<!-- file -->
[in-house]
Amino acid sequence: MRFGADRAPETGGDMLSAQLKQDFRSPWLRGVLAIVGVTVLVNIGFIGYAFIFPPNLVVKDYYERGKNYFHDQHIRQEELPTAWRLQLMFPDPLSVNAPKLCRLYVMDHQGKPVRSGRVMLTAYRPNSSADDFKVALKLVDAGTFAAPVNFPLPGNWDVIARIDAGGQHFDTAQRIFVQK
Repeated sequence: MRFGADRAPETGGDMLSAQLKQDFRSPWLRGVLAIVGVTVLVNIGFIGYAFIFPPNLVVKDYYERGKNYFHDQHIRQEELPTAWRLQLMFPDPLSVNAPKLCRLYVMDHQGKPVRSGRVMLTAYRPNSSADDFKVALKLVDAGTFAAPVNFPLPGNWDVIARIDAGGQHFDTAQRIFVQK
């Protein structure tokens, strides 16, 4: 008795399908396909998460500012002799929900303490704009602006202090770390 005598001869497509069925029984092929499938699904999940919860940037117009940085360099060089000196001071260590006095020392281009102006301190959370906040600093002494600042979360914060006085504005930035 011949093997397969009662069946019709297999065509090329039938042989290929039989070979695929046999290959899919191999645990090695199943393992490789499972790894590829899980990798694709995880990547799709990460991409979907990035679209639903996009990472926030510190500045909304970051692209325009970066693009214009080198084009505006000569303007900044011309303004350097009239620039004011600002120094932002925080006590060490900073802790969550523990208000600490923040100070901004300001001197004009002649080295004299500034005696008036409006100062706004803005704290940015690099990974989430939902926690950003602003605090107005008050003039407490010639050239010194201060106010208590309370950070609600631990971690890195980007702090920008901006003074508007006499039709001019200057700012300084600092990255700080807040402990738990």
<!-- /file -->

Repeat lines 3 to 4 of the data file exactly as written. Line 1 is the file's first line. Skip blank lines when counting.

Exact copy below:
Repeated sequence: MRFGADRAPETGGDMLSAQLKQDFRSPWLRGVLAIVGVTVLVNIGFIGYAFIFPPNLVVKDYYERGKNYFHDQHIRQEELPTAWRLQLMFPDPLSVNAPKLCRLYVMDHQGKPVRSGRVMLTAYRPNSSADDFKVALKLVDAGTFAAPVNFPLPGNWDVIARIDAGGQHFDTAQRIFVQK
């Protein structure tokens, strides 16, 4: 008795399908396909998460500012002799929900303490704009602006202090770390 005598001869497509069925029984092929499938699904999940919860940037117009940085360099060089000196001071260590006095020392281009102006301190959370906040600093002494600042979360914060006085504005930035 011949093997397969009662069946019709297999065509090329039938042989290929039989070979695929046999290959899919191999645990090695199943393992490789499972790894590829899980990798694709995880990547799709990460991409979907990035679209639903996009990472926030510190500045909304970051692209325009970066693009214009080198084009505006000569303007900044011309303004350097009239620039004011600002120094932002925080006590060490900073802790969550523990208000600490923040100070901004300001001197004009002649080295004299500034005696008036409006100062706004803005704290940015690099990974989430939902926690950003602003605090107005008050003039407490010639050239010194201060106010208590309370950070609600631990971690890195980007702090920008901006003074508007006499039709001019200057700012300084600092990255700080807040402990738990």